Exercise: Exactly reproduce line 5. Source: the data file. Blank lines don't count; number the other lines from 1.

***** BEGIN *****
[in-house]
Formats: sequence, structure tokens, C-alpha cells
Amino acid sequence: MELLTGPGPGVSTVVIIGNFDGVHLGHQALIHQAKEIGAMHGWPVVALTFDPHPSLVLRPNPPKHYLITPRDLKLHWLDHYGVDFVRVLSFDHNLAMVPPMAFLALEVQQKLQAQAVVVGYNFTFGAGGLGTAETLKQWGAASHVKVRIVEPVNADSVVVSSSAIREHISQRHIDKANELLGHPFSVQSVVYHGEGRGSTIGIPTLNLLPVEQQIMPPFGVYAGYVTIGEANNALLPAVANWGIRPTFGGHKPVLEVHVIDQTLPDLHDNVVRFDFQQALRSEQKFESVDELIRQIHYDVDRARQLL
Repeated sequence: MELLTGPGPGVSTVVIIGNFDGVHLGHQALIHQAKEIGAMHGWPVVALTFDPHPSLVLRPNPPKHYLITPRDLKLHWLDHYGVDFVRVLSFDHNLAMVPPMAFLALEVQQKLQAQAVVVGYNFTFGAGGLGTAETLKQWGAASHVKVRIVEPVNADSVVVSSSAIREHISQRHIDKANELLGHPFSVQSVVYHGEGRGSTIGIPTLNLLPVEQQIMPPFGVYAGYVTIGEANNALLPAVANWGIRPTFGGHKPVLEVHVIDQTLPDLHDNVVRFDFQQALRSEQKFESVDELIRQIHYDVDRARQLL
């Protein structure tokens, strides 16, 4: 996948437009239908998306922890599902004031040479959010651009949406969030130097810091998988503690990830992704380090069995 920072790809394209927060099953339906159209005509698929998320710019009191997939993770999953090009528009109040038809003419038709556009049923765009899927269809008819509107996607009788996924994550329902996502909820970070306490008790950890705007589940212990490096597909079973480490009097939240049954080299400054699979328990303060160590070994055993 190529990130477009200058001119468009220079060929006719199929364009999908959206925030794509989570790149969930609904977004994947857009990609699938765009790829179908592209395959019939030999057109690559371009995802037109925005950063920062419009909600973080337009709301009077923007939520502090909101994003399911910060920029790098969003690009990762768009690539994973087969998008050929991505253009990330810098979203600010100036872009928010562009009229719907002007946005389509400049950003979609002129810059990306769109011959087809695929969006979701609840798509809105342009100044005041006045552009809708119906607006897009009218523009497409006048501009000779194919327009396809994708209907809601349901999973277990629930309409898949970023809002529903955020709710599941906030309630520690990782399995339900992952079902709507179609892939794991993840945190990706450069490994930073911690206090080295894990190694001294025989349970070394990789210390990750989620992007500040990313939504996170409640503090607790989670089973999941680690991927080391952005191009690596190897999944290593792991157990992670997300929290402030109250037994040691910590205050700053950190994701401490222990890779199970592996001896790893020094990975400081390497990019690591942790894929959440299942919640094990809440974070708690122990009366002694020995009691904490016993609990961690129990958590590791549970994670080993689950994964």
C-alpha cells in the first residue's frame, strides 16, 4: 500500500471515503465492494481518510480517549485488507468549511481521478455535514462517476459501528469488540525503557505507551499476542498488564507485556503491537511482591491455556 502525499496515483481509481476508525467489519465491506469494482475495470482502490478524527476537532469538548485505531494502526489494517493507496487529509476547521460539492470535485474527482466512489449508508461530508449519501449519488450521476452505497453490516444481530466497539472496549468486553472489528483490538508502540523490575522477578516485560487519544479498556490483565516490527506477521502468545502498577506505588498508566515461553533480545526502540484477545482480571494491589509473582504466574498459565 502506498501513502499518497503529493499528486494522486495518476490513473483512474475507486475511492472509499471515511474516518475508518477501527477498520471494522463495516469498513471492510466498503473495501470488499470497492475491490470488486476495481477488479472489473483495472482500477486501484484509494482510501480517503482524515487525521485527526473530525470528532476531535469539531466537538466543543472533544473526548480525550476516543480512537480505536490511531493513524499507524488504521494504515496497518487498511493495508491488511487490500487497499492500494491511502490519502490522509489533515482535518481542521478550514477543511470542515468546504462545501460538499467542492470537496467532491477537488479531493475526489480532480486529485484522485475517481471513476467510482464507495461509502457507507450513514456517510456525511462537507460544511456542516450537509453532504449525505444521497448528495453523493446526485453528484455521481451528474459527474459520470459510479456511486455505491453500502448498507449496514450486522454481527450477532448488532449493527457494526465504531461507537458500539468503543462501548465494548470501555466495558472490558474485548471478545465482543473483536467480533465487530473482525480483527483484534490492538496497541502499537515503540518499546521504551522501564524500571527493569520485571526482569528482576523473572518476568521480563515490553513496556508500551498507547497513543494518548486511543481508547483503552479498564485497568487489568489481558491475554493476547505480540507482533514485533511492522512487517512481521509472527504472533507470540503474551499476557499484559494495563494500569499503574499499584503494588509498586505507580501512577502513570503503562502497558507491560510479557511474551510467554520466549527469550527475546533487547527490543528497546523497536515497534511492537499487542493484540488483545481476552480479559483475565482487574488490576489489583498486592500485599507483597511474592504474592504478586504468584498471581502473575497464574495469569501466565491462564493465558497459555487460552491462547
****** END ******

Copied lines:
């Protein structure tokens, strides 16, 4: 996948437009239908998306922890599902004031040479959010651009949406969030130097810091998988503690990830992704380090069995 920072790809394209927060099953339906159209005509698929998320710019009191997939993770999953090009528009109040038809003419038709556009049923765009899927269809008819509107996607009788996924994550329902996502909820970070306490008790950890705007589940212990490096597909079973480490009097939240049954080299400054699979328990303060160590070994055993 190529990130477009200058001119468009220079060929006719199929364009999908959206925030794509989570790149969930609904977004994947857009990609699938765009790829179908592209395959019939030999057109690559371009995802037109925005950063920062419009909600973080337009709301009077923007939520502090909101994003399911910060920029790098969003690009990762768009690539994973087969998008050929991505253009990330810098979203600010100036872009928010562009009229719907002007946005389509400049950003979609002129810059990306769109011959087809695929969006979701609840798509809105342009100044005041006045552009809708119906607006897009009218523009497409006048501009000779194919327009396809994708209907809601349901999973277990629930309409898949970023809002529903955020709710599941906030309630520690990782399995339900992952079902709507179609892939794991993840945190990706450069490994930073911690206090080295894990190694001294025989349970070394990789210390990750989620992007500040990313939504996170409640503090607790989670089973999941680690991927080391952005191009690596190897999944290593792991157990992670997300929290402030109250037994040691910590205050700053950190994701401490222990890779199970592996001896790893020094990975400081390497990019690591942790894929959440299942919640094990809440974070708690122990009366002694020995009691904490016993609990961690129990958590590791549970994670080993689950994964």